Overshadowed in the extensive national coverage of the Najibullah Zazi terror case is the case of Hosam Maher Husein Smadi, a 19-year old Jordanian man arrested on Thursday, September 24, in Dallas. Smadi was taken into custody by FBI agents shortly after throwing the switch on what he believed was a vehicle-borne improvised explosive device (VBIED) in an SUV he had parked in the basement of a 60-story Dallas office tower, in an attempt to kill thousands of people timed to celebrate the end of Ramadan. Like several other terrorists before him, Smadi apparently was a student visa overstay.
According to news reports, Smadi was issued a student visa to study at a high school in Santa Clara, Calif. Actually, he was living in Italy, Texas, a small town south of Dallas, and working at a Shell station there. Friends and neighbors knew him as "Sam," saying he was "popular, friendly, and loyal, and never missed a party." He came to the attention of FBI agents who were monitoring an on-line chat room for violent jihadists. That Smadi was caught is a testament to the value and effectiveness of federal counter-terrorism programs. That he was here at all raises old questions about loosely-monitored student and exchange visa programs that serve little diplomatic or academic purpose, but are obviously still providing access for terrorist-wannabes.
The latest report from DHS' Student and Exchange Visit Program (SEVP) says that as of January 2009, there were nearly 10,000 schools in the United States approved to host foreign students and exchange visitors. These range from the top user, the City University of New York (11,600 students) to scores of beauty schools, English language programs, massage therapy establishments, and aviation training institutes, to cite some on just on the first page of the list. DHS lacks the staff and resources to do more than a cursory examination of the schools every few years.
As of January, there were just over one million active foreign students, exchange visitors, and their dependents in the United States. About 20,000 are enrolled in high school level programs.
When a foreign student does not show up for classes in the program for which he was admitted, the institution is supposed to notify DHS. There is an office within ICE, the Compliance Enforcement Unit, that is tasked with evaluating the information and forwarding leads and records from SEVIS and two other monitoring programs (US-VISIT and NSEERS) to ICE field offices for investigation and possible enforcement. According to ICE agents I spoke to just recently about this effort, very few of the leads they receive are specific or current enough to act on. Since 2003, the unit has received more than 550,000 leads, ultimately resulting in 3,190 arrests.
Meanwhile, the State Department continues to crank out the student visas. In 2008, consular officers issued 767,266 visas to students and exchange visitors, up from 525,098 in 2004, an increase of 46 percent. This increase is partly the result of intense lobbying by the higher education industry to reverse stricter policies put in place after 9/11 (one of the 9/11 hijackers entered on a student visa, as have 19 other terrorists before him. See here for details). But many State Department managers support a more relaxed approach to foreign students, and both the Bush administration and congressional Democrats were keen on expanding access to foreign students, especially in community college and other less selective programs.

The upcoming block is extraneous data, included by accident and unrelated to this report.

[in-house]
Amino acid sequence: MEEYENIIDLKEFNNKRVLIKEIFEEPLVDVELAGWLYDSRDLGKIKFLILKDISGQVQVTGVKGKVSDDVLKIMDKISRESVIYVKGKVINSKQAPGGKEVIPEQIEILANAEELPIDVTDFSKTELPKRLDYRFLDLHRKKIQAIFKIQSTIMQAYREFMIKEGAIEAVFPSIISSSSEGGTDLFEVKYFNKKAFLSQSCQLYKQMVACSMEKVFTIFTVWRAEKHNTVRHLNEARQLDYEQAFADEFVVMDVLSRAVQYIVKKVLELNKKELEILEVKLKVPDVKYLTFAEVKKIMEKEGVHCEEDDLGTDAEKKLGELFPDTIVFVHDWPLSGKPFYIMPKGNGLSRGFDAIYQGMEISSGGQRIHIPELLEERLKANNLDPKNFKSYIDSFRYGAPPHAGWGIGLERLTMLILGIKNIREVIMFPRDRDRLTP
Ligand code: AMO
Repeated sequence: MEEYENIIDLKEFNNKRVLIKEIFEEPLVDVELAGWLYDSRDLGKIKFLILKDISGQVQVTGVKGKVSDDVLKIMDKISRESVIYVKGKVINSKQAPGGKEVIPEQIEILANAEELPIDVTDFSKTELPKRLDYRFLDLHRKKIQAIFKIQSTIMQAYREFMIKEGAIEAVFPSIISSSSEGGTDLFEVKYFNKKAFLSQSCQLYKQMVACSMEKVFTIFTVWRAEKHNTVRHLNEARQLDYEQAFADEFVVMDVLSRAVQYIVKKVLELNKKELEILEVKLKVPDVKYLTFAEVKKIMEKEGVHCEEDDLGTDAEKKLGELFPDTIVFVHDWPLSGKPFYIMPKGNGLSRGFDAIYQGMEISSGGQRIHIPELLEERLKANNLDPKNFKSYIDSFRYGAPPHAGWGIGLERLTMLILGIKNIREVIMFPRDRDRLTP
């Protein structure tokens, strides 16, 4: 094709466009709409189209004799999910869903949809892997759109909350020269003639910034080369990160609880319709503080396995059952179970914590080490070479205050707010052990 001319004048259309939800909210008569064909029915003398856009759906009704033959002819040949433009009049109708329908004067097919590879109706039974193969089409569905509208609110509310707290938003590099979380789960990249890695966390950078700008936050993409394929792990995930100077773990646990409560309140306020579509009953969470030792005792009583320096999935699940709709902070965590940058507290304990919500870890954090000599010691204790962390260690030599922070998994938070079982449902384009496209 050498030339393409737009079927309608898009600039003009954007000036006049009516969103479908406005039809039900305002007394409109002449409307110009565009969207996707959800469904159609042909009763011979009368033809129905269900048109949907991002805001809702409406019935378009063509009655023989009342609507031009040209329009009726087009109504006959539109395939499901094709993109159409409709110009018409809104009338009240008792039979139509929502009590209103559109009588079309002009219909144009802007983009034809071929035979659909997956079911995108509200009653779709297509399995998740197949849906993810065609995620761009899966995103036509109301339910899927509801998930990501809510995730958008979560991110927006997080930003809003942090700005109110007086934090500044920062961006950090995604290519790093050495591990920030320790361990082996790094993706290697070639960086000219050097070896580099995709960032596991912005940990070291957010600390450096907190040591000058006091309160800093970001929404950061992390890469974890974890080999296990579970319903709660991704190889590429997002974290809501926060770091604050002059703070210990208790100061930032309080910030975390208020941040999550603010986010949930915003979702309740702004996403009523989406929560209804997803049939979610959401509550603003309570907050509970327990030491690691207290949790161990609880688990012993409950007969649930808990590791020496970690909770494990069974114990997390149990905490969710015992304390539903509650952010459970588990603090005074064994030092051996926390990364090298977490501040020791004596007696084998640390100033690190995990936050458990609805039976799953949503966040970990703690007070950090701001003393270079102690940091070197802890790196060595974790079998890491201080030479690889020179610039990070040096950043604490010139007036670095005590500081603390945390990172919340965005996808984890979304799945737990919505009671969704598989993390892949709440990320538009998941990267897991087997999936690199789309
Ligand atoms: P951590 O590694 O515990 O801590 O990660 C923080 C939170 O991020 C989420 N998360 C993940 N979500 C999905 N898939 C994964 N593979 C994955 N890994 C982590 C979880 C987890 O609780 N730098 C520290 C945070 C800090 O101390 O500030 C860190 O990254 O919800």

Temporary visitor visa issuances in Jordan are not what they were prior to the peak in 2001, when more than 25,000 were issued, but have been climbing back steadily, from 13,174 in 2002 to 17,295 in 2008. Most of these are regular temporary visas for business or pleasure, but just over 2,000 were to students and exchange visitors. In addition, the State Department issued more than 3,000 green cards in Jordan in 2008, nearly all based on family relationships, plus 30 based on employment and 24 lottery winners.
The Smadi case and other recent cases of disrupted terrorist plots illustrate several key points:
1. Terrorists continue to exploit our loosely monitored visa programs, so adjudicators must continue to be alert to this risk. Why would a consular officer issue a visa to a teenage Jordanian male to study English in an obscure high school in California? Smadi would seem to be a classic example of someone who should be refused on ordinary grounds, apart from any security concerns. According to one report, he already had a criminal record.
2. The monitoring programs implemented slowly after 9/11, such as SEVIS, US-VISIT, and NSEERS, need to be maintained and improved upon. Did the high school report Smadi's absense to DHS? If so, what did they do about it?
3. Programs that deter employment, such as E-Verify, need to be made universal. If Smadi had not been able to get a job, he might not have been able to stay here to hatch his plot.
Update (10/7/09): On September 30, 2009, DHS confirmed that Smadi in fact entered on a regular tourist visa, not a student visa, as had been previously reported. He entered with the intention of overstaying to seek "a better life," according to the manager of the apartment where he lived in California. This new information is little comfort, and yet another reminder of the ease with which foreign nationals from countries of special interest in the war on terror can still enter and find work without fear of detection as a visa overstay. Smadi is a poster child for tighter visa and entry standards, universal mandatory E-Verify, and the Exit recording and overstay tracking capability Congress first wrote into law in 1996.
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